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Romi Mayes
Some would say Romi has strayed from
bluegrass to the blues

Romi Mayes: Unscripted

With her new album Lucky Tonight, Romi Mayes digs deep and reveals her rock roots.

By Shelley Gummeson

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Romi Mayes has just come off of a tour. She has come home to a broken toilet seat and friends The Sheepdogs gear, in her living room. This is not to say that a Sheepdog broke the seat. There are occasional surprises like that but Romi doesn’t mind. “For all the years I was travelling around, staying on peoples’ couches, it’s kind of coming back around,” she says.

She’s at home for a brief time before going back out. First to the Yukon, then on to Whitehorse for BreakOut West, where she has been nominated for a Western Canadian Music Award for Roots Solo Recording of the Year, and Songwriter of the Year. Then after that, it’s on to a European tour. Mayes and the road are good friends.

When you add fellow musician and buddy, Jay Nowicki [The Perpetrators] and a rockin’ blues, live album Lucky Tonight, there is good reason to maintain a relentless tour schedule. To Romi though, it’s more passion than work.

Some would say Romi has strayed from bluegrass to blues. The fact is, she has become more of herself and the result of this evolution is Lucky Tonight, a guitar driven album. The ever candid Romi explains, “I’ve always been a classic rock head. You know anything to do with the Stones, ZZ Top, CCR, The Band. Then I got interested in the blues. I don't think I've ever felt more comfortable on stage as I do now. Someone played a Muddy Waters album for me and it completely changed my life. I had to hear everything. I couldn’t play it, because physically my skills wouldn’t allow it, so I’d play in bluegrass bands. I have to admit, the whole time I played bluegrass and country, I didn’t really think it was that cool.” Romi laughs, “I thought I was good at it, I was pulling it off and I knew I was tight and able, but it wasn’t something I was super stoked about. It was something I was doing.”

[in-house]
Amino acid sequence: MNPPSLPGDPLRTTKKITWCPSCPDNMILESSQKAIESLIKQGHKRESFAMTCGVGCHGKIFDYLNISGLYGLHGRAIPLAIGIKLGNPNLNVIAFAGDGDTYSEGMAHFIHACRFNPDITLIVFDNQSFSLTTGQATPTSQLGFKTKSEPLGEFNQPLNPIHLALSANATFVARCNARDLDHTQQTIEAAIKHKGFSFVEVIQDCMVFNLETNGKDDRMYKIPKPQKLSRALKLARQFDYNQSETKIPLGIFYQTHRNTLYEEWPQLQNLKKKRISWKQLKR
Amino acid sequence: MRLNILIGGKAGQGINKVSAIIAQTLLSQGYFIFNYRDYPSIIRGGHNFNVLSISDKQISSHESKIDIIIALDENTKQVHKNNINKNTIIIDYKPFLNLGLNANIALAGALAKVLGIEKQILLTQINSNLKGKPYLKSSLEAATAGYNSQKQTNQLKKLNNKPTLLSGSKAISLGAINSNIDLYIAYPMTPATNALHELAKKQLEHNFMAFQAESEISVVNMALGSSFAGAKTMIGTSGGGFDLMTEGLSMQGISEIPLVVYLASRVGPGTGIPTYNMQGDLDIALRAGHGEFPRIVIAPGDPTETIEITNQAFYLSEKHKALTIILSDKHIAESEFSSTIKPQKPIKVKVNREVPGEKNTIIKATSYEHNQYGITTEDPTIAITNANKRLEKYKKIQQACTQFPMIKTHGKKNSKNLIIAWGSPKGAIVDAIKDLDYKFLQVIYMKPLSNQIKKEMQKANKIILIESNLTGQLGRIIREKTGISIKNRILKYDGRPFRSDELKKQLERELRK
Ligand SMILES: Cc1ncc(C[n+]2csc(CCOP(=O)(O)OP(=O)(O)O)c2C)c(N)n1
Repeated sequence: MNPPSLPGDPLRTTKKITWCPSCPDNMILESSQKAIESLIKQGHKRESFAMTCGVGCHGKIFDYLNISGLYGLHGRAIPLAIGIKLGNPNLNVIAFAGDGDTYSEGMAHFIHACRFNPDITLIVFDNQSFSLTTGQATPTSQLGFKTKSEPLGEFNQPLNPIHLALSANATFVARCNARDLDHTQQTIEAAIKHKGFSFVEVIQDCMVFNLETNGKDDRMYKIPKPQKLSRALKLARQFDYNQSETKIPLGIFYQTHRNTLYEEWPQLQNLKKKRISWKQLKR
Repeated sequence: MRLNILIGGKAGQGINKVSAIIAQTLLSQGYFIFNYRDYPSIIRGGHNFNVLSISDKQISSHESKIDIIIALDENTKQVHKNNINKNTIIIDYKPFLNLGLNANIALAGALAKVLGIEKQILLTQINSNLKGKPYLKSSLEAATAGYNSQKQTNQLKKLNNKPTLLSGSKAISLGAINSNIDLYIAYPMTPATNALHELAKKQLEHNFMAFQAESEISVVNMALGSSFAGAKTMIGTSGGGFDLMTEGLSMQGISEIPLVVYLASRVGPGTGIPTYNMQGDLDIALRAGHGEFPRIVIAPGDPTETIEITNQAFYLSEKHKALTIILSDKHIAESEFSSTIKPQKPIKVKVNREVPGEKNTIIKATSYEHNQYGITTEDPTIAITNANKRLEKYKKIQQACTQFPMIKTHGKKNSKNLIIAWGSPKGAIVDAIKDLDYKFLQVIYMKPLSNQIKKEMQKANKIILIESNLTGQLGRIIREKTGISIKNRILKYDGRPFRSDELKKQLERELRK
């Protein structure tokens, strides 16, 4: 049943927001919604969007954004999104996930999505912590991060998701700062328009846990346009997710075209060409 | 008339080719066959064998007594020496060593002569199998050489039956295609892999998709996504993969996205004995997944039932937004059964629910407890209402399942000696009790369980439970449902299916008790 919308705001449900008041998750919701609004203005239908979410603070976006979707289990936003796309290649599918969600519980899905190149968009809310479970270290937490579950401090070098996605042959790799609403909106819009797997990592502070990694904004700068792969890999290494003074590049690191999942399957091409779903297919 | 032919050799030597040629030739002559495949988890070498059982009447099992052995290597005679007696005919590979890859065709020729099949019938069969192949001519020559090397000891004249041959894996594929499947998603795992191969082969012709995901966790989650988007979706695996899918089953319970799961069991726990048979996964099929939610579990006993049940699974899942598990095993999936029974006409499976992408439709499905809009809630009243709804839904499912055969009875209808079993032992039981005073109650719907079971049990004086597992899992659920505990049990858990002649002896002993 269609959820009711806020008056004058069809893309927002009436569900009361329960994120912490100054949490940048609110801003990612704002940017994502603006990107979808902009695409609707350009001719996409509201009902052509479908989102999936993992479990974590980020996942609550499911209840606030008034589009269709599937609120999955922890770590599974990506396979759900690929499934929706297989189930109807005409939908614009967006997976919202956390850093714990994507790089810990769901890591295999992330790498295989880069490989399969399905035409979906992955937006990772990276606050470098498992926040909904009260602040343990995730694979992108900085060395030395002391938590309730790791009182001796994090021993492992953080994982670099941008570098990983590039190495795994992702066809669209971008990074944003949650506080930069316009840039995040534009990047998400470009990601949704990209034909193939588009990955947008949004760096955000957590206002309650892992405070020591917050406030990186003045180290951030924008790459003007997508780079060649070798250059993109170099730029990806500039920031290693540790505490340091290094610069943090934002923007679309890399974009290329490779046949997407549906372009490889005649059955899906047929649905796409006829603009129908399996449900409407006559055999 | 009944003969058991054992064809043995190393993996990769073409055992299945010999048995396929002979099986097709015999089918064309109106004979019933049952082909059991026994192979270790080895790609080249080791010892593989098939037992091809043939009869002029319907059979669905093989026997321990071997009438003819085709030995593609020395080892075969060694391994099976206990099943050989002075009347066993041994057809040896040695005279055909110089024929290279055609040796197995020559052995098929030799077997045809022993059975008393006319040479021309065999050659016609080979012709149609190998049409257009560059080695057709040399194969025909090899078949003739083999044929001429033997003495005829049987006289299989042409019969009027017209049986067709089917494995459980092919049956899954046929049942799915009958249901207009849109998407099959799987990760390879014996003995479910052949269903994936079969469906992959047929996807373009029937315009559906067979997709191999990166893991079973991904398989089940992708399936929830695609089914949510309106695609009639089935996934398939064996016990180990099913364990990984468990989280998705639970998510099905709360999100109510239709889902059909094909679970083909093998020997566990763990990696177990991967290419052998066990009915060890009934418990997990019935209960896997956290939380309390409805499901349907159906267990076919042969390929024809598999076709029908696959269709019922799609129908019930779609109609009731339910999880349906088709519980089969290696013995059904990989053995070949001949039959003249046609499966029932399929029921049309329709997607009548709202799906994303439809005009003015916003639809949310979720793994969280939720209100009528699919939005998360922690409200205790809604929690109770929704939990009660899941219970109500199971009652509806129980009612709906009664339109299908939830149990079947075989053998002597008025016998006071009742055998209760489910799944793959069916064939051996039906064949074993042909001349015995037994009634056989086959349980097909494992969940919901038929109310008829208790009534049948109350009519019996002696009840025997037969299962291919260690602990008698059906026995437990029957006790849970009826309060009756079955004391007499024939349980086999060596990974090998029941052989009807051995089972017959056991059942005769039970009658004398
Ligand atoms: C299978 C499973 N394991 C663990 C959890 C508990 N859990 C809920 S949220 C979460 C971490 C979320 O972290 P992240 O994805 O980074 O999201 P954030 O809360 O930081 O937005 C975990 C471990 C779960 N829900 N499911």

Inevitably, her skills, maturity in music, and style caught up to her passion for what she likes the most. She says getting to play with Jay Nowicki has helped a lot because he’s such a hard driven rock ‘n roll-blues guy. Wondering what she could do to get more of an edge to her sound, she looked to Jay who showed her a few things and eventually she found herself playing harder than she used to. “I don’t think I’ve ever felt more comfortable on stage as I do now,” she says. “Now I’m representing myself wholeheartedly.”

Lucky Tonight is a hard driving rock ‘n blues album that was recorded live in front of a sold out crowd in her hometown of Winnipeg, Manitoba. Romi recalls the night. “The second we walked on stage, the room exploded. I thought ‘Oh yeah, this is going to be a good night’. Right to the last second it was pretty intense. We couldn’t have done it anywhere else. I didn’t even know I could sing like that really,” she laughs. It was all captured on the recording, which draws the listener into a raw and electrifying performance. “I think that Lucky Tonight is taking a crack at giving people another perspective of what music can still sound like,” says Mayes.